Does not remember where specimens came from. CD picked fossils most likely to contain Infusoria. Discusses composition of Tertiary strata of South America from which they came. Questions WCW's statement that they contained siliceous matter.
Down Farnborough Kent
Absence from home has prevented me answering your letter of the 14
I could perceive no evidence of any particular chemical action in the Tertiary strata of S. America, certainly there has been no metamorphic action. The fossils are almost invariably calcareous & well preserved; but I do not think the strata, of which specimens were sent you, were those which contained fossil shells: I did not know your object & picked out specimens, which appeared to my eye most likely to contain infusoria.— The white pumiceous mudstone from Patagonia contains no shells.— Most of such strata, as I sent you, have, I believe, resulted primarily in volcanic action, that is either from erupted ashes, or triturated volcanic rocks.—
I am much surprised at what you say about the abundance of the siliceous matter; my impression was a different one.— You refer to a ‘Tufaceous Layer’ & speak of each fragment being of siliceous matter: is this Tufaceous layer, marked R. Negro? if so, I think, you will find that the whole is easily fusible & therefore cannot be silica; but I do not know what microscopical test you have to distinguish glassy feldspar & silica.— I think I sent specimens from St. Fe, I have no reason to suppose that they have originated in volcanic action; & the beds are associated with others abounding with calcareous fossil shells.— In many of the Tertiary formations of S. America, the fossils occur in sandstone concretions, which have been formed by the aggregation of calcareous matter.—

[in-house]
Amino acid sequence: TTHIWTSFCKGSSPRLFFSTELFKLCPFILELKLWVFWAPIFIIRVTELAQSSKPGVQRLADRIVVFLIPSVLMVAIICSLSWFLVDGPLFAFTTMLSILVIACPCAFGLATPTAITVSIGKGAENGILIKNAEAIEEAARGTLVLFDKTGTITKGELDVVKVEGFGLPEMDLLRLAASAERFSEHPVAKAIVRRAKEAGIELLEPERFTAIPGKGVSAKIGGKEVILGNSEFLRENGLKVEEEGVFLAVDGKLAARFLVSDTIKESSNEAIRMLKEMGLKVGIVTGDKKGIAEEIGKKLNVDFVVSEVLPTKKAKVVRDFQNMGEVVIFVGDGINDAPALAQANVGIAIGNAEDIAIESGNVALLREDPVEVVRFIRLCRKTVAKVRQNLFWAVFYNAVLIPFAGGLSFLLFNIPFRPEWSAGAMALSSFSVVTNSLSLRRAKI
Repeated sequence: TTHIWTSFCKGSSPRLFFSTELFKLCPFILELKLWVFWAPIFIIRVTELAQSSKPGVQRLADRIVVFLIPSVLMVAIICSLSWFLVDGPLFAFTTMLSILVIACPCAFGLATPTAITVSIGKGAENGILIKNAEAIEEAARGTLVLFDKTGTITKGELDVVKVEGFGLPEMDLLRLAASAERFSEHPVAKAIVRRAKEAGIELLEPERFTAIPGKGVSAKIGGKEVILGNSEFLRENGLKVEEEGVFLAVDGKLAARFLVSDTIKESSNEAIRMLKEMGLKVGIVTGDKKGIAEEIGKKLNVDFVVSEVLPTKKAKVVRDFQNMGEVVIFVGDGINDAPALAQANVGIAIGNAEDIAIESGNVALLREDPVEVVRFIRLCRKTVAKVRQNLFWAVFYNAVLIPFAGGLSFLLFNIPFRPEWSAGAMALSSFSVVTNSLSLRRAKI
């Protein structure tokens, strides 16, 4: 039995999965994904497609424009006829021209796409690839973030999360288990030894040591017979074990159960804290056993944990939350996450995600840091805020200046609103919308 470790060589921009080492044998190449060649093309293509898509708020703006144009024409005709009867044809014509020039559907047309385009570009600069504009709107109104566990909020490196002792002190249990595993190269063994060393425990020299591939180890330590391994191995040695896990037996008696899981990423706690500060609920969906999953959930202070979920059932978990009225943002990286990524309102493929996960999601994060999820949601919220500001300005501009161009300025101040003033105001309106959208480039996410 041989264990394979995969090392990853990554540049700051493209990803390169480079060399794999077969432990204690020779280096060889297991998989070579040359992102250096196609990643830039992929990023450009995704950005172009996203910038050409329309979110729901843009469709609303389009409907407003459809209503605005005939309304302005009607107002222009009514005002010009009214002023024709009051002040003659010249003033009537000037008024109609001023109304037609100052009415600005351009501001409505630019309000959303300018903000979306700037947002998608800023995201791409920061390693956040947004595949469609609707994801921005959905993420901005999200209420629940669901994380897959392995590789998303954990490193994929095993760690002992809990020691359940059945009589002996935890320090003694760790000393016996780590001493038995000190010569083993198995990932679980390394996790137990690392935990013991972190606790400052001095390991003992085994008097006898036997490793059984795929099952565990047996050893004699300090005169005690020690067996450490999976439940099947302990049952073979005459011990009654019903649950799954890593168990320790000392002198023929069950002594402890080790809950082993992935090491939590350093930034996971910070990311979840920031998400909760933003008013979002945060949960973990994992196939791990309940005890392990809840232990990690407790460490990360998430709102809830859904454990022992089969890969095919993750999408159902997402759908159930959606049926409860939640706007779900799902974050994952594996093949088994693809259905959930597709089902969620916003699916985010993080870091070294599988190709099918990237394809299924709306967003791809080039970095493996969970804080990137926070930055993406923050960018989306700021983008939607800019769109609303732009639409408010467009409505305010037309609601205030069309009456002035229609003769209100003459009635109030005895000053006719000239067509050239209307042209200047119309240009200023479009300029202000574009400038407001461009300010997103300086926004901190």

I wish it was in my power to give you more satisfactory information.
Believe me dear Sir | your's faithfully | C. Darwin
- f1 985.f1The date is based on an endorsement ‘1846 (W. C. W.)’ by Williamson.
- f2 985.f2CD recorded payment for a trip to London in his Account Book (Down House MS) in an entry dated 17 June 1846.
- f3 985.f3Geological specimens from the Tertiary strata of Patagonia. They were sent to Williamson by CD in connection with the rewriting and enlargement of a paper read by Williamson on 4 November 1845, but not published at that time. The final revised version of the paper included comments made by CD and references to his South American specimens (Williamson 1848, pp. 66–7). A separate, advance printing of Williamson's paper dated 1847 is in the Darwin Libary–Down House.
- f4 985.f4Williamson found no infusoria in any of the specimens, a finding confirmed by William Benjamin Carpenter (Williamson 1848, pp. 66, 128 ‘addenda’).
- f5 985.f5See letter to C. G. Ehrenberg, 23 March .
- f6 985.f6Williamson's original observation was corrected in the published version: ‘This specimen appears to contain neither Polythalamia nor siliceous organisms’ (Williamson 1848, p. 67). He noted that the specimen from Rio Negro was glassy feldspar (Williamson 1848, p. 67 n.).
- f7 985.f7Santa Fé Bajada. CD discussed the fossil deposits in Journal of researches 2d ed., pp. 129–30. Williamson described both the limestone and the calcareous marl of the Pampas, noting that they had been altered by some agency after their deposition (Williamson 1848, pp. 94, 109).